I want to love video art because, like everyone these days, I grew up inundated with the moving image. That sweet screen glow is mother’s milk. But the irony inherent to video art is that it’s often tedious to watch, because as a medium it’s become so conceptually tethered to the idea of time and duration. It requires much. It’s interactive, but usually in an exasperating way.
When I interviewed a few collectors for City Arts recently, Jon Kvistad was especially fascinating because video art is his thing. Kvistad’s home is lacquered in screens. He packs a micro-projector in his suitcase when he travels so he can cover his hotel room walls with art while he reads a book or falls asleep. Who does that? At least, who in Seattle?
When it comes to buying video art, most people are in a fog—for good reason. How is video editioned? How is it hung? How is it valued? So much easier to buy a watercolor.
A spin around the Affordable Art Fair this past weekend proved this point by a conspicuous absence of work on projector or screen. Most vendors offered amuse-bouches of safe, painterly, decorative stuff. On the other hand, some of my favorite work on view during First Thursday was video.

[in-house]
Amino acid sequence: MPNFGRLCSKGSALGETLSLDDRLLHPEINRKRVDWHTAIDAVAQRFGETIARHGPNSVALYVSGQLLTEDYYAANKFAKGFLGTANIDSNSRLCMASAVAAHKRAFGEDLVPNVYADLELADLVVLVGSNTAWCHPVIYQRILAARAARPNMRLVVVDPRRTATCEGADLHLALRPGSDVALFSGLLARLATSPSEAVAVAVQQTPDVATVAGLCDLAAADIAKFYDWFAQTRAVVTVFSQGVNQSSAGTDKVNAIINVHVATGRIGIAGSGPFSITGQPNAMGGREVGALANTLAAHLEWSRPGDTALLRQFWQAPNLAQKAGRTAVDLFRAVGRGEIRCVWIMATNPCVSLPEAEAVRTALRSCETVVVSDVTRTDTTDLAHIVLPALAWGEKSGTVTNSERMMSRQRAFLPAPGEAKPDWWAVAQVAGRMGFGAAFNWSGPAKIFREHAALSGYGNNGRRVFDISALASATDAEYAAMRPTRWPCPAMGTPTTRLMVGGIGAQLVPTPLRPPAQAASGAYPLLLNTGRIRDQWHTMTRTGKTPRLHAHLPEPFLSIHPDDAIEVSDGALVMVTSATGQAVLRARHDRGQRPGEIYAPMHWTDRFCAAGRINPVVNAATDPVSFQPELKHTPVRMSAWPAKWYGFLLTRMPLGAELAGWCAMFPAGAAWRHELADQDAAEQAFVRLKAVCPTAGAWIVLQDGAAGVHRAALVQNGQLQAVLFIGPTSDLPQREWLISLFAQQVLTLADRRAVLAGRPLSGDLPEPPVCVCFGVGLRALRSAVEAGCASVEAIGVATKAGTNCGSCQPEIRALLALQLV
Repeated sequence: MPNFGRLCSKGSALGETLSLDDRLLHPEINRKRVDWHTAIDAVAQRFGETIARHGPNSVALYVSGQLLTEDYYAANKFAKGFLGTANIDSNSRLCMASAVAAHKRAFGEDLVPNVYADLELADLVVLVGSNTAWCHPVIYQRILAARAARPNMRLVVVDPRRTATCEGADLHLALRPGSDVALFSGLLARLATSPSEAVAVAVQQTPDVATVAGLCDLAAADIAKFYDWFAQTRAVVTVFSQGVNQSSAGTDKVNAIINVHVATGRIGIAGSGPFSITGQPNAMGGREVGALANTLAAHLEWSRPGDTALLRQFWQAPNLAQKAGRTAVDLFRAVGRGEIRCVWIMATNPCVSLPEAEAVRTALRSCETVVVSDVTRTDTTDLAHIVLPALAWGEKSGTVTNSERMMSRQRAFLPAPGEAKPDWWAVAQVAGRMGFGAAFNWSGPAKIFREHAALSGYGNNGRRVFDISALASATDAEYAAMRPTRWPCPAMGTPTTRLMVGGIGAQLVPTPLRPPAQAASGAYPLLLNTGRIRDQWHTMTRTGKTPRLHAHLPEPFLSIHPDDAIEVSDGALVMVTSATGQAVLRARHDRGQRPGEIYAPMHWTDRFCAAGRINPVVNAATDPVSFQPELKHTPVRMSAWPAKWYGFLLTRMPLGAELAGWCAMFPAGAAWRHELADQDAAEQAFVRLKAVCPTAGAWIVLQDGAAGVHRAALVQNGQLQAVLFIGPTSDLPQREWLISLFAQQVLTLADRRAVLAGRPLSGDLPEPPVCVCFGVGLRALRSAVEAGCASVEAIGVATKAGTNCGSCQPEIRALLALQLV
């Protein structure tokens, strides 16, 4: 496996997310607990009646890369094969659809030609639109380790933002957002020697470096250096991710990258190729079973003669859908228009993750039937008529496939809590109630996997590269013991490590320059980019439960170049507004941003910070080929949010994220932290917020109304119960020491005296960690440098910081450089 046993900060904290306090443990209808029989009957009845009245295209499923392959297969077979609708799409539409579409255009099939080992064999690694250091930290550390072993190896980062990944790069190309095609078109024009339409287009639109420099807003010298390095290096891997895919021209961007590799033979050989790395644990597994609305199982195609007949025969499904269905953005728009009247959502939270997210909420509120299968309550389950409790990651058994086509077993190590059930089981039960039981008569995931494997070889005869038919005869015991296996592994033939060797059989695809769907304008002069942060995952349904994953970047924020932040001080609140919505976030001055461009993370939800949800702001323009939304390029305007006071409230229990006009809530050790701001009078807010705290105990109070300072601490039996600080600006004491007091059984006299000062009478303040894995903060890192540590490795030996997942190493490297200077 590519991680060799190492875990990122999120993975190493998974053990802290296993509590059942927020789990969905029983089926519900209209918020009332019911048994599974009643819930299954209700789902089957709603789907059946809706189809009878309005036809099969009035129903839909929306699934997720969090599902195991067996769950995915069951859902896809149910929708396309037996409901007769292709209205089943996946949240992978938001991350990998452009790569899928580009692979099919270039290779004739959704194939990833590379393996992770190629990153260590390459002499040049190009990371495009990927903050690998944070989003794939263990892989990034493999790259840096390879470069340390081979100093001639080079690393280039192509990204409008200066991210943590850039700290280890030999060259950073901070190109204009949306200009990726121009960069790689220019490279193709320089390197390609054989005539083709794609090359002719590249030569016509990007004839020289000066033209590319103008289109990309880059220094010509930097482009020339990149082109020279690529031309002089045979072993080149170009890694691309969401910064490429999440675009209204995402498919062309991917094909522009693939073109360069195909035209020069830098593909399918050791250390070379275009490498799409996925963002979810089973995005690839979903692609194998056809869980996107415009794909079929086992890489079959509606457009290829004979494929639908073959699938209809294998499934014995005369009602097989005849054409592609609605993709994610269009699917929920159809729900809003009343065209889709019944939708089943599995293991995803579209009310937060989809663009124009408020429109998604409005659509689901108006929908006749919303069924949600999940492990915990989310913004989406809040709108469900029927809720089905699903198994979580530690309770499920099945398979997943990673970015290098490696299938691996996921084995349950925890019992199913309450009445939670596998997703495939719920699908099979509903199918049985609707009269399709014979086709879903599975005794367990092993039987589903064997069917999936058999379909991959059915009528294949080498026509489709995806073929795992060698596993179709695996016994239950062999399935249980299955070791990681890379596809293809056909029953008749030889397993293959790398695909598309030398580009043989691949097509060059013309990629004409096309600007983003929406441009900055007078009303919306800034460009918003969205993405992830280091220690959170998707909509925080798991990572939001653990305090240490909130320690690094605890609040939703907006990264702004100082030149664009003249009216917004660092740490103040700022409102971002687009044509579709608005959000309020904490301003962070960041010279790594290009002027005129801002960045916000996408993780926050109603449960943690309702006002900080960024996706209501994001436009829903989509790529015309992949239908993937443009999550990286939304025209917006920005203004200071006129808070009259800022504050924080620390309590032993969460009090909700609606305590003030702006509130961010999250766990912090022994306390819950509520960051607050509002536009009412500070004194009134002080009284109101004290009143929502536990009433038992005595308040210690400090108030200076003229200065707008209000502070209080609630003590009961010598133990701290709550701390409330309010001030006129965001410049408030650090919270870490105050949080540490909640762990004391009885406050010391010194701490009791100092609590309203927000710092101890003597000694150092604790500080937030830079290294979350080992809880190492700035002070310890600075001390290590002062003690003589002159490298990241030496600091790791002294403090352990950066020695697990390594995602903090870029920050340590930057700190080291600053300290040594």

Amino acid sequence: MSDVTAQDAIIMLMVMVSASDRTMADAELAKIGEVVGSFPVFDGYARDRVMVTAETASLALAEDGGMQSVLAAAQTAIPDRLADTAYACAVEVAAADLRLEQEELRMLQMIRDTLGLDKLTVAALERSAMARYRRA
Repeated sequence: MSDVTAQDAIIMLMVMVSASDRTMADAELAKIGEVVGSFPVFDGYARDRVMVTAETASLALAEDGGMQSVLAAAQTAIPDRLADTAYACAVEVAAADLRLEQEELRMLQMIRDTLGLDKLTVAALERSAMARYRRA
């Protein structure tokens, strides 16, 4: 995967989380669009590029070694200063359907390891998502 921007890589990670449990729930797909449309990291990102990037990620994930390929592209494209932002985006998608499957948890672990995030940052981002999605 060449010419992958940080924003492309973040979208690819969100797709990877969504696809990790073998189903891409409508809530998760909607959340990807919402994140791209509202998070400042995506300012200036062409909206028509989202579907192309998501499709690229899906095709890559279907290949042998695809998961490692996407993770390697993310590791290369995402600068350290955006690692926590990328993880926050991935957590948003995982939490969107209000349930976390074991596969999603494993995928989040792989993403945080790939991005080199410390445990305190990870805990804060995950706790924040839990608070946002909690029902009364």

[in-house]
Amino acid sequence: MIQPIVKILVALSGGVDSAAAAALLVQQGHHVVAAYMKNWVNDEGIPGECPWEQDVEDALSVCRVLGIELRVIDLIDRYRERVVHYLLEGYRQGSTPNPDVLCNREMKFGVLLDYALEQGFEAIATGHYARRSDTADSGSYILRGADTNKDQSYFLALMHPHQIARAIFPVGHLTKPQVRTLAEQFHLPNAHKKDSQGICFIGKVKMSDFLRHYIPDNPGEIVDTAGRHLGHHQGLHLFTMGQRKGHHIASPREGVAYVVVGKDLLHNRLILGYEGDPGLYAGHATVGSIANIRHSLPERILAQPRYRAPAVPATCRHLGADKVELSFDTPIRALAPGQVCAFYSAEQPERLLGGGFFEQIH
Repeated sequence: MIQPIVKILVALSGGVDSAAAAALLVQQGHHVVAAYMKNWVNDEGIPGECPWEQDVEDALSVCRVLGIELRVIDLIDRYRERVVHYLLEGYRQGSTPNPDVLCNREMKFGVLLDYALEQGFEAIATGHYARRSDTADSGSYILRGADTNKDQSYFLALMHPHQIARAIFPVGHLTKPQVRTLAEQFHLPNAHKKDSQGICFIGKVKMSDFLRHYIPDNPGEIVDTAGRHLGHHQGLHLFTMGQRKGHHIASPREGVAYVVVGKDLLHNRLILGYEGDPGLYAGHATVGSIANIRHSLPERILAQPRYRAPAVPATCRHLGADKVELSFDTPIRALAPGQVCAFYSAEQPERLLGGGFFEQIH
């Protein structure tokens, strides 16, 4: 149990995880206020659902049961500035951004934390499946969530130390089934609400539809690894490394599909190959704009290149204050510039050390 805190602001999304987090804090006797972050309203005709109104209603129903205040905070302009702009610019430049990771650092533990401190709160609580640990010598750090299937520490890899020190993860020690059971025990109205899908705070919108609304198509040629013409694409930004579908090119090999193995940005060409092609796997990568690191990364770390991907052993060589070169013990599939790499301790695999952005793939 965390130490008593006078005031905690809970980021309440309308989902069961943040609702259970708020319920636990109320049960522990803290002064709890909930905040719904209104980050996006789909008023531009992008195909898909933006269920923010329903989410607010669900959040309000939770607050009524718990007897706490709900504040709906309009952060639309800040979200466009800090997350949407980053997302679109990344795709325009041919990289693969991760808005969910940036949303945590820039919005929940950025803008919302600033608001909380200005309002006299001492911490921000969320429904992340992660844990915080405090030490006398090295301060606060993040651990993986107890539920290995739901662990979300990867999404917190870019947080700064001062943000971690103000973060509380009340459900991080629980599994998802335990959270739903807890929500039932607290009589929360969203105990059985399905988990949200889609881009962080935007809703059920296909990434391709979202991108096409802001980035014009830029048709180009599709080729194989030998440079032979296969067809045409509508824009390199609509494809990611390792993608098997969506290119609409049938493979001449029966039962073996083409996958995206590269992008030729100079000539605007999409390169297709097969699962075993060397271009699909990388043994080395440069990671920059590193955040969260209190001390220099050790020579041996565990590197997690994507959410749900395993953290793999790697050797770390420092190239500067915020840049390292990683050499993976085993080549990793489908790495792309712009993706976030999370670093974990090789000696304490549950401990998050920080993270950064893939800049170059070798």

One of those is Switzerland-based artist Peter Aerschmann’s Checkpoint, part of the Suitcase exhibit at SOIL Gallery. In the video, a black-and-white checkered floor rendered in 3-D very slowly rotates, as though the world were a big, spinning checkerboard on the back of a cosmic turtle. Computer-generated figures move in a trance, fulfilling their repetitive, boring/mesmerizing functions: a woman in a thick winter coat steadily pedals on a stationary bike; a man in an orange coat is locked in a perpetual handstand; another marches atop a revolving barber-pole advertisement while security cameras look on.
At Gallery 4Culture, Jon Feodorov’s disquieting, visionary paintings of angels, snakes and severed heads in landscapes ruined by environmental disaster are displayed alongside a video called Emergence #8. In it, a beauty queen in black repeatedly bursts out of a tiered cake. She’s wearing a gas mask. A cloud of black balloons swirls up around her. Similar images of tiara’ed and gas-masked girls are juxtaposed to footage from the BP oil spill, Fukushima, the Tesoro refinery in Anacortes, Wash. and on and on.
“I have a rule to never eat in public, at public events,” my artist friend says two days later while we’re drinking a bottle of bottom-shelf red wine in my apartment. He is impeccably bohemian. But eating in public is exactly what we were headed to do at Slideluck Potshow, an exhibition/potluck born in 2000 when photographer Casey Kelbaugh invited friends over to his Seattle backyard to screen art and videos. Since then, it’s blown up all over the world. Photographer David Wentworth (who just launched Flutter Studios downtown with Will Miller) curates the Seattle Slidelucks. Last year, the Seattle instalment was held at a big warehouse near the Fremont Bridge. This year it was hosted at AXIS, the space that used to be Elliott Bay Bookstore in Pioneer Square.